There are, of course, also French (and with respect I will include Belgian) authors of children's stories whose works have become established in the pantheon of books well read by American children including, Jean de Brunhoff and his Babar stories, Herge and the Tintin stories, Albert Lamorisse's Red Balloon, Jules Verne (20,000 Leagues Under the Sea, Mysterious Island, Around the World in Eighty Days, Journey to the Center of the Earth), Victor Hugo (The Hunchback of Notre Dame), Guy de Maupassant (The Necklace and Other Tales) and Alexandre Dumas (The Count of Monte Cristo, The Three Musketeers, etc.). Antoine de Saint-Exupery's The Little Prince should not be missed for older elementary school children, either as a read-to story when young or one they can read for themselves as independent readers. Saint-Exupery was a fascinating adventurer and his books for older readers will appeal to any interested in the early days of flying or aviation adventure in general (Flight to Arras; Night Flight; Wind, Sand and Stars).
There are then also those stories written by others which take place, and could only take place, in France. The Eloise in Paris story by Kay Thompson, Madeline by Ludwig Bemelemans and Eve Titus' Anatole stories.
For older readers there are rich pickings, Charles Dickens' Tale of Two Cities, Georges Simenon's Inspector Maigret series, and Henri Charriere's Papillion. For those classically inclined there is Sir Thomas Mallory's Le Morte D'Arthur. For history enthusiasts I would recommend both Barbara Tuchman's A Distant Mirror about life in France in the Middle Ages (it's far more interesting than that seven word synopsis can capture), as well as The Guns of August (the origins and very beginning of World War One).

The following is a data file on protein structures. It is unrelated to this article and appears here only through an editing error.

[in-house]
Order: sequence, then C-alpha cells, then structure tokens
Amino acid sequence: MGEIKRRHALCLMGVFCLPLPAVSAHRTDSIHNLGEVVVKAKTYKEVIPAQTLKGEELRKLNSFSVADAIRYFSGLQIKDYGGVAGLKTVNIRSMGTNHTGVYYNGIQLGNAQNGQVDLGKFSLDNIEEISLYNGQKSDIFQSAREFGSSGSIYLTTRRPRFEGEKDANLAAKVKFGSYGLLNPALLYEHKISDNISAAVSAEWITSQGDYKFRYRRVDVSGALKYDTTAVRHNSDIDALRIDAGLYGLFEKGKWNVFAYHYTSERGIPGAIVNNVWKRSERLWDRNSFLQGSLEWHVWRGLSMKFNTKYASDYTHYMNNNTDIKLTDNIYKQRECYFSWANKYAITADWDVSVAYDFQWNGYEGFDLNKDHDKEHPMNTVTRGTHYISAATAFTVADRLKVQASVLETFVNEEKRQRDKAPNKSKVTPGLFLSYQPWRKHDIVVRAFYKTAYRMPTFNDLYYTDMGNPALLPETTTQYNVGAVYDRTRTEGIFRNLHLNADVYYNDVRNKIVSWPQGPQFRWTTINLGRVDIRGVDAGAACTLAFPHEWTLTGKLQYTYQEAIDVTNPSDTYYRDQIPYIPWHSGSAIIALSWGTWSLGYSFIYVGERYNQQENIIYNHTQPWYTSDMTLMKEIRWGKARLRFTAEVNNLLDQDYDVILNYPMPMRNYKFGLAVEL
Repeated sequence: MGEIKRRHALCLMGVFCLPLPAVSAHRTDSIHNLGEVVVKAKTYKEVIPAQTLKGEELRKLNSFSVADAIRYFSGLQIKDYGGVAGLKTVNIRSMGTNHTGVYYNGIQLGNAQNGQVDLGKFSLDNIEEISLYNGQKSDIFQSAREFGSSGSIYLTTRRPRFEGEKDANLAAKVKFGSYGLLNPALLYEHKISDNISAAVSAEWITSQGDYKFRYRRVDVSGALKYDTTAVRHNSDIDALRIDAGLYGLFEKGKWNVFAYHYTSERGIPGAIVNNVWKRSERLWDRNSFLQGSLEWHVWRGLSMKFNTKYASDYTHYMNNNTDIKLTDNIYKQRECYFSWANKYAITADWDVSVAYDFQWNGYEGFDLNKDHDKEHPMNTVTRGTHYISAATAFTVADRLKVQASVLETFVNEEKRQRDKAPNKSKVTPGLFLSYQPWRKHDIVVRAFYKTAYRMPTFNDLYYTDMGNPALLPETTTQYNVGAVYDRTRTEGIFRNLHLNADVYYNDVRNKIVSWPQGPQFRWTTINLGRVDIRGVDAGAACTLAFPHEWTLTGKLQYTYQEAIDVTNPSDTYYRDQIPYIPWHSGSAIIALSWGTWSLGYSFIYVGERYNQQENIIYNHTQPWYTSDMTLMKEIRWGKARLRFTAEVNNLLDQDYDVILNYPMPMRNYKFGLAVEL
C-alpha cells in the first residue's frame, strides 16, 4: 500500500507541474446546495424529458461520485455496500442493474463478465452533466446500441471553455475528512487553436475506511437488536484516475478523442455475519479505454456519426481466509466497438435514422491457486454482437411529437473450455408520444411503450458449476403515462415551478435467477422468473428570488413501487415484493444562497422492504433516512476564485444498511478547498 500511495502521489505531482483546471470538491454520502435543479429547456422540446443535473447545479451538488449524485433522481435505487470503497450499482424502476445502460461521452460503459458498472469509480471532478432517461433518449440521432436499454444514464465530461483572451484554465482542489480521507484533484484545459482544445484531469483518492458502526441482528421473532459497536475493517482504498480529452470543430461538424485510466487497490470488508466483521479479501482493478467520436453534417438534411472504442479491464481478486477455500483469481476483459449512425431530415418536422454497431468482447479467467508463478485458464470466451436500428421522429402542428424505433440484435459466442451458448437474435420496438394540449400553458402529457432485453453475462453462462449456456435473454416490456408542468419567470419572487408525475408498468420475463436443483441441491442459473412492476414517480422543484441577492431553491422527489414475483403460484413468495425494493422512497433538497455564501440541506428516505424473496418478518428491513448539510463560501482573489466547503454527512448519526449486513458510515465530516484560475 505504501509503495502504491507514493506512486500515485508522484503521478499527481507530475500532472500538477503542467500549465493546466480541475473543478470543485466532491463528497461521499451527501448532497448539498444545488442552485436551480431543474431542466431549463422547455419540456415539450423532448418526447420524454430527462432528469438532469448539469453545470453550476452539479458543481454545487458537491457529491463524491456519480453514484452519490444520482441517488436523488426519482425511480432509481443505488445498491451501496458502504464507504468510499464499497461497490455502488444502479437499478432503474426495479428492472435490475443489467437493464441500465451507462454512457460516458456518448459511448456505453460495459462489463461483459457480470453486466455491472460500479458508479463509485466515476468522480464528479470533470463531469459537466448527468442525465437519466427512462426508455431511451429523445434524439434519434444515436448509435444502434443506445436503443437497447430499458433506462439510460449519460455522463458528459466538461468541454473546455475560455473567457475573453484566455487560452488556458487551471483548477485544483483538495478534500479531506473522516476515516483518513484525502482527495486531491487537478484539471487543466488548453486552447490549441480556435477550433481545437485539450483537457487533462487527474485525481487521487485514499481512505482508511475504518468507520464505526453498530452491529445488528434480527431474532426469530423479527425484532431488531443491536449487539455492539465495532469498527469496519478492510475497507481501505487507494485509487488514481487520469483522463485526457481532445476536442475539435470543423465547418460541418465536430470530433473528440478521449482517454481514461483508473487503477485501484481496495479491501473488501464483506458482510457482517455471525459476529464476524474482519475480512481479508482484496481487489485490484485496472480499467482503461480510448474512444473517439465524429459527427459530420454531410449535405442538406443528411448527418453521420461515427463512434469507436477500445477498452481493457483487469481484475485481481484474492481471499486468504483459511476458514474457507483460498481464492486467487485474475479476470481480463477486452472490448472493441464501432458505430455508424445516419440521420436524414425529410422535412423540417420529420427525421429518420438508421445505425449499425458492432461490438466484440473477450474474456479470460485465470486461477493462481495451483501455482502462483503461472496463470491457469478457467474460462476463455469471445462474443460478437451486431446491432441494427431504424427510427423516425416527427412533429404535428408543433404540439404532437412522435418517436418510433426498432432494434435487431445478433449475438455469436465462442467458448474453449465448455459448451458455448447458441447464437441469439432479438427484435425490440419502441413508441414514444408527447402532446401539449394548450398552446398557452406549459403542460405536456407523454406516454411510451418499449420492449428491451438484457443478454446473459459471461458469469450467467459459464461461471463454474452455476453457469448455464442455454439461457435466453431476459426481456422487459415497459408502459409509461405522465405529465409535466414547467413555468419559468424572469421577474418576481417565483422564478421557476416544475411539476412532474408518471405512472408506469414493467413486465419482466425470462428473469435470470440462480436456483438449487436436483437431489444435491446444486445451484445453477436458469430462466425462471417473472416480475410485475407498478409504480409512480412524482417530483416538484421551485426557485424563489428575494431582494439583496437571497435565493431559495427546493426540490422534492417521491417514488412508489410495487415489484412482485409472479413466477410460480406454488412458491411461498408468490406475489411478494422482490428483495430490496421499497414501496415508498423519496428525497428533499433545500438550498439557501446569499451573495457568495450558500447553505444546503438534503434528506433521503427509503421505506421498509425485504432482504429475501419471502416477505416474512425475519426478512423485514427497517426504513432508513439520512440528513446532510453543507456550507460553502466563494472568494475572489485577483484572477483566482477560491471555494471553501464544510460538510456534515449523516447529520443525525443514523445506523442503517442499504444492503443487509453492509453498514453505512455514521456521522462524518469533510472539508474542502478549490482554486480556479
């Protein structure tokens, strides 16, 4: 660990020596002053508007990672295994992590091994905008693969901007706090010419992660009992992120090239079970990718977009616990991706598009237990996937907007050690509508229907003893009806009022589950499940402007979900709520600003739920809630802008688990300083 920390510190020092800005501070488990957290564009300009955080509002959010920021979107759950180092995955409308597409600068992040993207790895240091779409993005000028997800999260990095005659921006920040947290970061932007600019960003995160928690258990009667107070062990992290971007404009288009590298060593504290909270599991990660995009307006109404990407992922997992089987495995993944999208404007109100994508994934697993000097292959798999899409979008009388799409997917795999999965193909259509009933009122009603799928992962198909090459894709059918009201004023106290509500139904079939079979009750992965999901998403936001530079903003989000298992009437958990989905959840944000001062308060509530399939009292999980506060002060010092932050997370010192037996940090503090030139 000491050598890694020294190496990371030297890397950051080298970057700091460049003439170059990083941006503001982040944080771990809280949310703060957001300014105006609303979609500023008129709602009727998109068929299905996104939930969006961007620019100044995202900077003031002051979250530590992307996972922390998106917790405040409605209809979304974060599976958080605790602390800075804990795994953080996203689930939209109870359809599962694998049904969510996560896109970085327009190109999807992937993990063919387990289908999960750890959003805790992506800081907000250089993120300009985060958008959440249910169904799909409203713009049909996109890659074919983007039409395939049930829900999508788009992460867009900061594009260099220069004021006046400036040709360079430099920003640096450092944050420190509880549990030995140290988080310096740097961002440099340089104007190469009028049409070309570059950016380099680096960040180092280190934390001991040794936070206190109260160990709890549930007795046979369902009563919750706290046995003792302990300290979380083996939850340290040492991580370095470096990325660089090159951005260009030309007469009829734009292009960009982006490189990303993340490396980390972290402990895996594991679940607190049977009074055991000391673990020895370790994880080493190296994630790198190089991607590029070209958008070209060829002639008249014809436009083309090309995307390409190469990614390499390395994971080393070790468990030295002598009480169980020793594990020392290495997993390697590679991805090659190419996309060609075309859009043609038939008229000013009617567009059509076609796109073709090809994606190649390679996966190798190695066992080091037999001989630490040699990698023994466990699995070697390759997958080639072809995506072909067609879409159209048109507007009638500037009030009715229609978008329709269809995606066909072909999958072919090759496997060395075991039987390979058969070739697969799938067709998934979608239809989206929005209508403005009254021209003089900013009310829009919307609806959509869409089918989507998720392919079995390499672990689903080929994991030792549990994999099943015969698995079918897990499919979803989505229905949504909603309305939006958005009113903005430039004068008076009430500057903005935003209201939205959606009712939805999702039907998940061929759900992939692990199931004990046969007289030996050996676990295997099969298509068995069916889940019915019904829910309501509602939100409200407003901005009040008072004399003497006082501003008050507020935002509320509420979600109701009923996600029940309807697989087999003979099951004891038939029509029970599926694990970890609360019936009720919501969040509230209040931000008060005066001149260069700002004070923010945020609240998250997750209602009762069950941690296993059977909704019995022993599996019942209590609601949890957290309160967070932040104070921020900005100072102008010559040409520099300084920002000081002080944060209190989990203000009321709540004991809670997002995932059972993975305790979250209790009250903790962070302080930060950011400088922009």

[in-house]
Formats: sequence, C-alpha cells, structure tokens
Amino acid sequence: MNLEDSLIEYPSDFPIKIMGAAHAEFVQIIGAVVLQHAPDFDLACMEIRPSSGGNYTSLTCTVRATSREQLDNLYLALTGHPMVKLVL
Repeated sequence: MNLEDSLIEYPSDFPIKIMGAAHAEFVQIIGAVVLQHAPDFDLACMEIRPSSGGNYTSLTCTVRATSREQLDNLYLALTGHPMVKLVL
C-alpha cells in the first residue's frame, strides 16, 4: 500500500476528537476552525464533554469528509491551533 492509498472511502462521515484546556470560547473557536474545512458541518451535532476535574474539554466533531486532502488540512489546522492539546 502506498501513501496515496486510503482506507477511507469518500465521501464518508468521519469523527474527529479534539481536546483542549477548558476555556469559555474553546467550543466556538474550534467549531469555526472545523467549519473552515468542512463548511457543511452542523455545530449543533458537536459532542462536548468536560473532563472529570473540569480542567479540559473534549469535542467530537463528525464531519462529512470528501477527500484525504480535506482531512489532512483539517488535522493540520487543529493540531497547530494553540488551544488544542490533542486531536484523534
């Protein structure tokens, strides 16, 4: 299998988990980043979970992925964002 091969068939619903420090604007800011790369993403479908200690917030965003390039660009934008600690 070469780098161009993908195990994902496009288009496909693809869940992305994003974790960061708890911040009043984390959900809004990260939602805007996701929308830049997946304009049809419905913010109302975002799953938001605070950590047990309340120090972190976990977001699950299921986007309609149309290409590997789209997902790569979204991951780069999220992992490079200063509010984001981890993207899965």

There are some miscellany that you might find intriguing. If you have a child beginning an introduction to the French language, there is a French language version of that classic American story, Goodnight Moon/Bonsoir Lune. There is also Max Et Le Maximontres (Mauric Sendak's Where the Wild Things Are). Take a look also at a favorite of our children's for many years, Cajun Night Before Christmas by Trosclair and illustrated by James Rice. Interestingly, the British mystery writer, Dorothy Sayers, has a translation of that classic of French literature, Song of Roland. In the same vein, one should not forget Thomas Bulfinch's Mythology (includes the Age of Fable, The Age of Chivalry, and Legends of Charlemagne). Bulfinch's mythology ought to appeal to any young adult readers especially fascinated with the mythic fantasy style of writing such as Tolkien's Lord of the Rings or Susan Cooper's Dark is Rising.
It is out of print now, but keep your eye peeled if you find yourself in a used bookstore for The Greatest Treasure of Charlemagne by Nadia Wheatley.
Finally, we owe a debt of gratitude to France for those sons and daughters who have become significant contributors to our own rich heritage of children's books. The chief candidates that come to mind are Marc Simont and Claire Huchet Bishop. Both were born and raised in France before immigrating to the USA. Bishop is primarily known for that classic The Five Chinese Brothers but also for Pancakes-Paris, All Alone, and Twenty and Ten. Marc Simont is primarily an illustrator and known for A Tree is Nice, Happy Days, Many Moons, Nate the Great, and The Stray Dog and many, many more.